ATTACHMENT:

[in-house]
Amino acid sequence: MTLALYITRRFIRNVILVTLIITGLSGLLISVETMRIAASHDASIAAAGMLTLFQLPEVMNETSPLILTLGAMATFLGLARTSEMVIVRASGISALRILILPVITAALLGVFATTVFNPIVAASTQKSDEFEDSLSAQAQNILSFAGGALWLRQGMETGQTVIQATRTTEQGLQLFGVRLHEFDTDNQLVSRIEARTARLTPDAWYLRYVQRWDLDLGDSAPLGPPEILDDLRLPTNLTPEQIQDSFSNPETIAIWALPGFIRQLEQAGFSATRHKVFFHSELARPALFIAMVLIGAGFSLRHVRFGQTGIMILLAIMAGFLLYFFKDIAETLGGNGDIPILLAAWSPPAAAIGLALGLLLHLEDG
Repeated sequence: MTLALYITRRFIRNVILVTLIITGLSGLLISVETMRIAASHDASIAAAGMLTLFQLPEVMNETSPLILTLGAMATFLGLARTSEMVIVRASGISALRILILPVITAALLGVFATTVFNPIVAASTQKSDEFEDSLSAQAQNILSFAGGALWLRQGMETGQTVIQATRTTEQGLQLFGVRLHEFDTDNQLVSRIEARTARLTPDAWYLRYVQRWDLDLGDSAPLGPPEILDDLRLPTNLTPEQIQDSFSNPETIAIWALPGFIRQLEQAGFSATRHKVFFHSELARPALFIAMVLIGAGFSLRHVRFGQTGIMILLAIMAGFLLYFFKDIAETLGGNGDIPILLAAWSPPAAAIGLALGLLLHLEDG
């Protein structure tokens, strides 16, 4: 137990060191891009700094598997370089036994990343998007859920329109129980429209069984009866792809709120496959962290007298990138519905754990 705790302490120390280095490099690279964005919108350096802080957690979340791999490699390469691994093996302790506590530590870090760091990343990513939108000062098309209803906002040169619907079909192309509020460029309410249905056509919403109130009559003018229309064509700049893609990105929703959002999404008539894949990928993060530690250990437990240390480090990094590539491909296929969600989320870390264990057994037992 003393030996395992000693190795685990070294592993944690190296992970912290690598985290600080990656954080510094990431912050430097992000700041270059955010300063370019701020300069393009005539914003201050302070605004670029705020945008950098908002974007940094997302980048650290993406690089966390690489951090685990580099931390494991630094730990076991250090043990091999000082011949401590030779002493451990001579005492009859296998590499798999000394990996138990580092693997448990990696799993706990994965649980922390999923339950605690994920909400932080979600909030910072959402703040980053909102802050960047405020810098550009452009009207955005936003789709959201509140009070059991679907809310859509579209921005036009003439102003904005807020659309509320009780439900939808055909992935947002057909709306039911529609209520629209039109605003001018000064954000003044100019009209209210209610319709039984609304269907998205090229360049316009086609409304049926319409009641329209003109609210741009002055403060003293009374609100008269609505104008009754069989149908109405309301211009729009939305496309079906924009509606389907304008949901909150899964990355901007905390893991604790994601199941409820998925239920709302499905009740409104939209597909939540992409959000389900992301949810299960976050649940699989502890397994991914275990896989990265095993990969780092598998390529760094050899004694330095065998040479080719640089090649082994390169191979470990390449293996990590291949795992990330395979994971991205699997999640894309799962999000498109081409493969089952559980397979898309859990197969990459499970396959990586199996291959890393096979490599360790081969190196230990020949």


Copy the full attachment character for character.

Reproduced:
[in-house]
Amino acid sequence: MTLALYITRRFIRNVILVTLIITGLSGLLISVETMRIAASHDASIAAAGMLTLFQLPEVMNETSPLILTLGAMATFLGLARTSEMVIVRASGISALRILILPVITAALLGVFATTVFNPIVAASTQKSDEFEDSLSAQAQNILSFAGGALWLRQGMETGQTVIQATRTTEQGLQLFGVRLHEFDTDNQLVSRIEARTARLTPDAWYLRYVQRWDLDLGDSAPLGPPEILDDLRLPTNLTPEQIQDSFSNPETIAIWALPGFIRQLEQAGFSATRHKVFFHSELARPALFIAMVLIGAGFSLRHVRFGQTGIMILLAIMAGFLLYFFKDIAETLGGNGDIPILLAAWSPPAAAIGLALGLLLHLEDG
Repeated sequence: MTLALYITRRFIRNVILVTLIITGLSGLLISVETMRIAASHDASIAAAGMLTLFQLPEVMNETSPLILTLGAMATFLGLARTSEMVIVRASGISALRILILPVITAALLGVFATTVFNPIVAASTQKSDEFEDSLSAQAQNILSFAGGALWLRQGMETGQTVIQATRTTEQGLQLFGVRLHEFDTDNQLVSRIEARTARLTPDAWYLRYVQRWDLDLGDSAPLGPPEILDDLRLPTNLTPEQIQDSFSNPETIAIWALPGFIRQLEQAGFSATRHKVFFHSELARPALFIAMVLIGAGFSLRHVRFGQTGIMILLAIMAGFLLYFFKDIAETLGGNGDIPILLAAWSPPAAAIGLALGLLLHLEDG
């Protein structure tokens, strides 16, 4: 137990060191891009700094598997370089036994990343998007859920329109129980429209069984009866792809709120496959962290007298990138519905754990 705790302490120390280095490099690279964005919108350096802080957690979340791999490699390469691994093996302790506590530590870090760091990343990513939108000062098309209803906002040169619907079909192309509020460029309410249905056509919403109130009559003018229309064509700049893609990105929703959002999404008539894949990928993060530690250990437990240390480090990094590539491909296929969600989320870390264990057994037992 003393030996395992000693190795685990070294592993944690190296992970912290690598985290600080990656954080510094990431912050430097992000700041270059955010300063370019701020300069393009005539914003201050302070605004670029705020945008950098908002974007940094997302980048650290993406690089966390690489951090685990580099931390494991630094730990076991250090043990091999000082011949401590030779002493451990001579005492009859296998590499798999000394990996138990580092693997448990990696799993706990994965649980922390999923339950605690994920909400932080979600909030910072959402703040980053909102802050960047405020810098550009452009009207955005936003789709959201509140009070059991679907809310859509579209921005036009003439102003904005807020659309509320009780439900939808055909992935947002057909709306039911529609209520629209039109605003001018000064954000003044100019009209209210209610319709039984609304269907998205090229360049316009086609409304049926319409009641329209003109609210741009002055403060003293009374609100008269609505104008009754069989149908109405309301211009729009939305496309079906924009509606389907304008949901909150899964990355901007905390893991604790994601199941409820998925239920709302499905009740409104939209597909939540992409959000389900992301949810299960976050649940699989502890397994991914275990896989990265095993990969780092598998390529760094050899004694330095065998040479080719640089090649082994390169191979470990390449293996990590291949795992990330395979994971991205699997999640894309799962999000498109081409493969089952559980397979898309859990197969990459499970396959990586199996291959890393096979490599360790081969190196230990020949």